Wednesday, 04 October 2017 09:09

ASM Requests Core Faculty Status for ABMM Diplomates

ABMM Diplomates teach clinical microbiology in Accreditation Council for Graduate Medical Education (ACGME)-accredited Pathology residency programs but are not considered core faculty.  The suggests that ACGME recognize the contributions of ABMM certified microbiologists in the education of pathology residents by qualifying them for core faculty status.

 

September 11, 2017

Thomas J. Nasca, MD, MACP
Chief Executive Officer
Accreditation Council for Graduate Medical Education
515 North State Street, Suite 2000
Chicago, IL 60654

Dear Dr. Nasca:

The American Board of Medical Microbiology (ABMM), a certification board of the American Society for Microbiology (ASM), certifies doctoral-level (PhD and physician) microbiologists to direct medical and public health microbiology laboratories. ABMM certification is recognized by federal and state governmental agencies as a significant component toward meeting licensure requirements to direct laboratories engaged in the microbiological diagnosis of human disease. ABMM certification is recognized under the CLIA ‘88 final rule and in all 12 states that require licensure.

The ABMM certificants, called Diplomates, direct a significant number of high-complexity laboratories in the United States and many are actively teach clinical microbiology in ACGME-accredited Pathology residency programs. Many PhD clinical microbiologists who are ABMM Diplomates, and who spend considerable time and effort teaching microbiology in these programs, are not considered “Core” faculty by the ACGME. By ACGME rule, only physicians qualify for Core faculty status in (any) ACGME certified residency program.


Although this rule may be appropriate for residency programs in some specialties such as pediatrics or internal medicine where PhDs do not significantly participate in resident education, it is decidedly inappropriate for pathology residency programs. Board certified clinical microbiologists (and clinical chemists) have been heavily involved in pathology resident education for decades. Clinical microbiology and chemistry make up ~30-40% of the clinical pathology curriculum of a four-year anatomic and clinical pathology residency program. Many also participate in ACGME required program committees such as Program Evaluation Committee and Clinical Competency Committee, and are actively involved in resident recruitment, interviews, and selection for the Pathology Residency Match. Thus, teaching and other efforts provided by these individuals is vitally important for the success of pathology residency programs. As any pathology program director will attest, they are in fact “Core” faculty even if this effort is not recognized by the ACGME.

Beyond the recognition aspect, exclusion as Core faculty is a significant concern to ABMM Diplomates since it raises questions from administrators regarding dedicated teaching time for non-Core faculty and in some cases eliminates GME salary adjustments that cover time spent teaching. These changes will indirectly reduce the participation of these faculty in teaching activities through loss of compensated dedicated teaching time on schedules and thus negatively impact the quality of education received by pathology residents. Many microbiologists are actively involved in resident education and research. In the absence of alternative faculty with appropriate qualifications, programs will struggle to fulfil residents’ clinical pathology training needs.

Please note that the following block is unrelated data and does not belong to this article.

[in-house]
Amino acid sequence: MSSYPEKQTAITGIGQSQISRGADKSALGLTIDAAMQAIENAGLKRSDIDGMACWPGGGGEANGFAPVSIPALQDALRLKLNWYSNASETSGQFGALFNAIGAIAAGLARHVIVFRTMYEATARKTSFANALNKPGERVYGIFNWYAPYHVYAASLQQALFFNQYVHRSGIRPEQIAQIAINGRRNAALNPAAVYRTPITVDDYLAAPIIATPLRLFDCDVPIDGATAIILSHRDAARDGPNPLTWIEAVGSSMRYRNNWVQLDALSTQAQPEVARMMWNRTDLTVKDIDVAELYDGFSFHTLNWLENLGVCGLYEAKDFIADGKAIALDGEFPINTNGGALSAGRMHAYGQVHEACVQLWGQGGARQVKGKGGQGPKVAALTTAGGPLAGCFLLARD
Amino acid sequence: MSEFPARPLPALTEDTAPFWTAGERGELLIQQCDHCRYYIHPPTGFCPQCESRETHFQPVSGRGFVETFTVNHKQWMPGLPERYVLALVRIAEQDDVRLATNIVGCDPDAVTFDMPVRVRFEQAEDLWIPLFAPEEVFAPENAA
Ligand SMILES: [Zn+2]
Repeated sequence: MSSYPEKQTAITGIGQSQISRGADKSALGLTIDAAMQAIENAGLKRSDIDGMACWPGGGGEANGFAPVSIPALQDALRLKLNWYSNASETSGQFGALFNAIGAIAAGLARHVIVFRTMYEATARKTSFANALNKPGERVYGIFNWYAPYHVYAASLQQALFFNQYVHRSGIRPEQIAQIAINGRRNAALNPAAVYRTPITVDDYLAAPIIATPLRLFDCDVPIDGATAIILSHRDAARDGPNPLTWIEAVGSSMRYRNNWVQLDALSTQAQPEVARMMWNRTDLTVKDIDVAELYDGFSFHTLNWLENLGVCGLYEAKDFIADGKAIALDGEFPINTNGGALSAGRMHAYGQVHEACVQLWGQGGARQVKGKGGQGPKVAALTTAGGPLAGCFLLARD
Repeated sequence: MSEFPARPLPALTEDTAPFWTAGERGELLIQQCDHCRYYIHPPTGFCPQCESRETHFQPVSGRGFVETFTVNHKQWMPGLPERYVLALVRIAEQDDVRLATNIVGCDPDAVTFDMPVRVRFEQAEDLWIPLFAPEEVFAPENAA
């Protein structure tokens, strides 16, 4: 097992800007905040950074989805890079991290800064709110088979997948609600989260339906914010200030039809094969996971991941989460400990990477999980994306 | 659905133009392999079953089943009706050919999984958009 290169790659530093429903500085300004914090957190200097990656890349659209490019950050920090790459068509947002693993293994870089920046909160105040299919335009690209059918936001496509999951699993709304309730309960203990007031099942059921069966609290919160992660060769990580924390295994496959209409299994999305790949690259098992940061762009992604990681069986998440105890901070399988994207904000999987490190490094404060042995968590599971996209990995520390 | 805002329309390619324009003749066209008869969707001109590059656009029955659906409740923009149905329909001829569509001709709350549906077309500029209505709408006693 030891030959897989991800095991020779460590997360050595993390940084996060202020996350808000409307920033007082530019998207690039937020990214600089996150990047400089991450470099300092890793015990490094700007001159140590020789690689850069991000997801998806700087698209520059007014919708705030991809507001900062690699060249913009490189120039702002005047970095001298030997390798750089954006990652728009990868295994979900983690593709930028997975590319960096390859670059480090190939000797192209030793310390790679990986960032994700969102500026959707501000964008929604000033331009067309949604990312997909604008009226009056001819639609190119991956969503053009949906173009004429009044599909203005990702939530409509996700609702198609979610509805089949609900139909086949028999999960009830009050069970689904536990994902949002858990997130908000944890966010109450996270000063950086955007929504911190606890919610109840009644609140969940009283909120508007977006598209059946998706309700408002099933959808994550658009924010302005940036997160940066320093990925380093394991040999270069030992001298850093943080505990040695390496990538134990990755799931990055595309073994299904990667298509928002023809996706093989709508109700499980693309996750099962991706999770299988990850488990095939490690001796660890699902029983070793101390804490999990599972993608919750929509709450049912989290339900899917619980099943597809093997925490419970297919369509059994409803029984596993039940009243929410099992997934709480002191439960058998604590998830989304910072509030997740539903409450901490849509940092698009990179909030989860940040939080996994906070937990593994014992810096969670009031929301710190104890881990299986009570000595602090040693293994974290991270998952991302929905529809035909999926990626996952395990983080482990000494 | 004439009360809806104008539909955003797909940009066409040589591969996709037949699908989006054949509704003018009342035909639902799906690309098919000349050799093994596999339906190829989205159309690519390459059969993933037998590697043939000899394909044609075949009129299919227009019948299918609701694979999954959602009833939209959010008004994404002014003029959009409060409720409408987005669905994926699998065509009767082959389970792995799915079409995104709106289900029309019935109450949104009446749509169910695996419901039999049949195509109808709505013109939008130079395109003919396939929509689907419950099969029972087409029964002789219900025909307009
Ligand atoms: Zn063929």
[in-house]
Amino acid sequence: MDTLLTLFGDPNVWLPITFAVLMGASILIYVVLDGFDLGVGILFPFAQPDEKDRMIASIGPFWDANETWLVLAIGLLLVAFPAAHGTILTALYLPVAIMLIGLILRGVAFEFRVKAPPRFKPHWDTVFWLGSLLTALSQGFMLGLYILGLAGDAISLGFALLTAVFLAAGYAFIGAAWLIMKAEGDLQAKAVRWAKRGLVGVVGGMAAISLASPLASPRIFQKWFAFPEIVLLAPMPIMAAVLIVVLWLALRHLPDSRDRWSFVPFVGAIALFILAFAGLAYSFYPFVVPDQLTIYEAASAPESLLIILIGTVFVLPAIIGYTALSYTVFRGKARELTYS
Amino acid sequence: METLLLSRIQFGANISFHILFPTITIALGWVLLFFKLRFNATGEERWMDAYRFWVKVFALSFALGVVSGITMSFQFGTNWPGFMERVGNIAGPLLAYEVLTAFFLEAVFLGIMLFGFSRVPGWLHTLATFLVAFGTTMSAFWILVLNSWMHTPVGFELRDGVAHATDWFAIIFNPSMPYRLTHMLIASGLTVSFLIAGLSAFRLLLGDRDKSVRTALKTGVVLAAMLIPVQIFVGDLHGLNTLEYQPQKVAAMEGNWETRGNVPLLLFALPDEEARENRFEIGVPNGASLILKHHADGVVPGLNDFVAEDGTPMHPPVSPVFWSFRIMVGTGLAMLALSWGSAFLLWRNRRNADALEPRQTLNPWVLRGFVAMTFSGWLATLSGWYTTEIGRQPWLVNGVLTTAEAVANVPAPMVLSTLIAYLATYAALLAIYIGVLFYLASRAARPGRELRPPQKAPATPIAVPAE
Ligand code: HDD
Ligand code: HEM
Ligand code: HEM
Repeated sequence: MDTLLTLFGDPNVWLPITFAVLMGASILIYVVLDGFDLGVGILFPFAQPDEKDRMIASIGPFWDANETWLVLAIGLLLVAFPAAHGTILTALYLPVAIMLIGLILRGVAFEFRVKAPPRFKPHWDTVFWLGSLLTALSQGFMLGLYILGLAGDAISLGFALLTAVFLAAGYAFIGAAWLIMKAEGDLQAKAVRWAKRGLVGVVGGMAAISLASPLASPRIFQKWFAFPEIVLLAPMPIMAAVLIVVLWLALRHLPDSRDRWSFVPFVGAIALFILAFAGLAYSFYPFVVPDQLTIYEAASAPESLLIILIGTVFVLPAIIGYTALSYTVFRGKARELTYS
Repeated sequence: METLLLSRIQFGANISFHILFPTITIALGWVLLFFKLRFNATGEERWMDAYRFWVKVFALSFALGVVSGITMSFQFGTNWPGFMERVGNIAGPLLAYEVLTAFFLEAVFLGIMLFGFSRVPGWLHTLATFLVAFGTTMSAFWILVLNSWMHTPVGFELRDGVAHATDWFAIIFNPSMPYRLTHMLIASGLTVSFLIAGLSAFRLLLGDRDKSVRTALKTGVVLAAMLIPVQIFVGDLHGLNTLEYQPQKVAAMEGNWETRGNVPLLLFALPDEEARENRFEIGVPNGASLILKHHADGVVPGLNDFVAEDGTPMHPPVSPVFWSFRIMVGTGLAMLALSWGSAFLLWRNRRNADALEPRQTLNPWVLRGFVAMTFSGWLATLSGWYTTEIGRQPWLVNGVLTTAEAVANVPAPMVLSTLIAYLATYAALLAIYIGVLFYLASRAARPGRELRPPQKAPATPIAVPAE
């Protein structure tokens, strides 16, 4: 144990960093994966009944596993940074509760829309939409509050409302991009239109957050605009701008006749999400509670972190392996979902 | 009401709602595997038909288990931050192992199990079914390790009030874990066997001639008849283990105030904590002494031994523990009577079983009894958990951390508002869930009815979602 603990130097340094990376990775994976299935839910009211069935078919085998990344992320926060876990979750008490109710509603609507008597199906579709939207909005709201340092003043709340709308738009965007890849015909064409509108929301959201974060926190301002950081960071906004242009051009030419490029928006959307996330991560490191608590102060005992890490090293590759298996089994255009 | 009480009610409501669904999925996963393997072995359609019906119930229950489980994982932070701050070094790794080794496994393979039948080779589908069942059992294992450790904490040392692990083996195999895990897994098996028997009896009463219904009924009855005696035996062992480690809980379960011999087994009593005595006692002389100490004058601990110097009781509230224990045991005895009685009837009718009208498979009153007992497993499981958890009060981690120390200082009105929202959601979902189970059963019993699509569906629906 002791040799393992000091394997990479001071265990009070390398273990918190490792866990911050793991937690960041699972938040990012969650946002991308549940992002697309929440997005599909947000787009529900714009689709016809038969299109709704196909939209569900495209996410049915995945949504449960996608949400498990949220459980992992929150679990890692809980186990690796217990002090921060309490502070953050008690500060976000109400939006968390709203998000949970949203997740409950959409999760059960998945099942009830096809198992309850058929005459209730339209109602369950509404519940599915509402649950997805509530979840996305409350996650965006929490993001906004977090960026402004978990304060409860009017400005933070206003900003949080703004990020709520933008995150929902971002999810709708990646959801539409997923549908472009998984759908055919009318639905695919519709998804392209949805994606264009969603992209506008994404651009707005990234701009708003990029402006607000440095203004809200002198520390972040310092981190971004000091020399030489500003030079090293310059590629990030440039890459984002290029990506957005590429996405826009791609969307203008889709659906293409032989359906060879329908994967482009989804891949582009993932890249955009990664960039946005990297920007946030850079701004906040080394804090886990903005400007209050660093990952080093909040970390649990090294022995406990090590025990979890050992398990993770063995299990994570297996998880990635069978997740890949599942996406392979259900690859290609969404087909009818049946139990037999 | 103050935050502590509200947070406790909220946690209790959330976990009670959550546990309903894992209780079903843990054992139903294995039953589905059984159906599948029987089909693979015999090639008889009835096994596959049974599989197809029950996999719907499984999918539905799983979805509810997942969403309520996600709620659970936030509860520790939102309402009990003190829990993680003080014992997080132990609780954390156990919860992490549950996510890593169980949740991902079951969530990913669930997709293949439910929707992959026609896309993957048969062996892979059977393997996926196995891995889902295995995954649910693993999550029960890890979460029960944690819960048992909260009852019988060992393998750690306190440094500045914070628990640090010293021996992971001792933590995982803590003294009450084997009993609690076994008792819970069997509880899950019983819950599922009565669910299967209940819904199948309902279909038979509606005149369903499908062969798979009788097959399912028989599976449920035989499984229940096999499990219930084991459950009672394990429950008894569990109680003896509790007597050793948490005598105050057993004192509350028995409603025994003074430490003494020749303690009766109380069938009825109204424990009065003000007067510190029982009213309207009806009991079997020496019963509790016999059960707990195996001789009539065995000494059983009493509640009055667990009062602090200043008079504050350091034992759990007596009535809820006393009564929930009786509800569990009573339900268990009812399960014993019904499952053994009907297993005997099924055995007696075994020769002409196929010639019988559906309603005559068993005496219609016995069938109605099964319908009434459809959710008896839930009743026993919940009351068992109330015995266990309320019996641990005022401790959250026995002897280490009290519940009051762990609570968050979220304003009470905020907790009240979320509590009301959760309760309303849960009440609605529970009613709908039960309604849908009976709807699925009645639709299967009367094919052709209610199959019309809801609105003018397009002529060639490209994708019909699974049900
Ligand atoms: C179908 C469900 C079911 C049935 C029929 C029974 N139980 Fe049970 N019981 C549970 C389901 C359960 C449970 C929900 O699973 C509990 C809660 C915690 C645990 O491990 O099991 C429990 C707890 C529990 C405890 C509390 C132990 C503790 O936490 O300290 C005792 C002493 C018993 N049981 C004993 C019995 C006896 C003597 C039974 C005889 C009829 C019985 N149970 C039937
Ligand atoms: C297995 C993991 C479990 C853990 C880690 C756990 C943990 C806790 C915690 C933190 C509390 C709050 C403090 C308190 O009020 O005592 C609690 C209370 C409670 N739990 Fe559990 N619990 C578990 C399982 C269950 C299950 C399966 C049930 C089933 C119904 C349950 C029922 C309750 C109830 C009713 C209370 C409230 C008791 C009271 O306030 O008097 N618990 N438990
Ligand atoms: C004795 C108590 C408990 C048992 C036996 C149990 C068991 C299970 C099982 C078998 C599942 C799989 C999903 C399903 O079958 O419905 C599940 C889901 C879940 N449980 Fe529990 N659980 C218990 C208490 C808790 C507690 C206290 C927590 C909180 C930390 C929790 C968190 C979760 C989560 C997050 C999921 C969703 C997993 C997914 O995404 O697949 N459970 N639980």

This is additionally concerning given the recent work of the Association of Pathology Chairs Task Force to address the lack of clinical pathology laboratory directors and the potential impact on accreditation of residency programs with insufficient clinical staffs to direct and train. This task force is partnering with the ASM to identify non-physician doctoral training programs to assist in strategic development of training and recruitment solutions. A lack of recognition for board certified, non-physician lab directors as Core faculty is a recruitment disincentive when those directors cannot receive institutional GME support for residency and fellowship lectures.

PhD clinical microbiologists who are ABMM Diplomates are vested in ensuring a trained workforce and want to continue training the next generation of clinical pathologists. Most are enthusiastic educators. Education in pathology residency programs is a team effort, not strictly the purview of physician faculty.

We request that ACGME consider recognizing the contributions of ABMM certified microbiologists in the microbiology training of pathology residents by allowing them to qualify for Core faculty status. Thank you for your consideration.

Sincerely,

Susan Sharp, PhD, D(ABMM), ASM Past President
Melissa Miller, PhD, D(ABMM), Chair, Professional Practice Committee

cc:  James R. Stubbs, MD, ACGME Pathology Review Committee Chair

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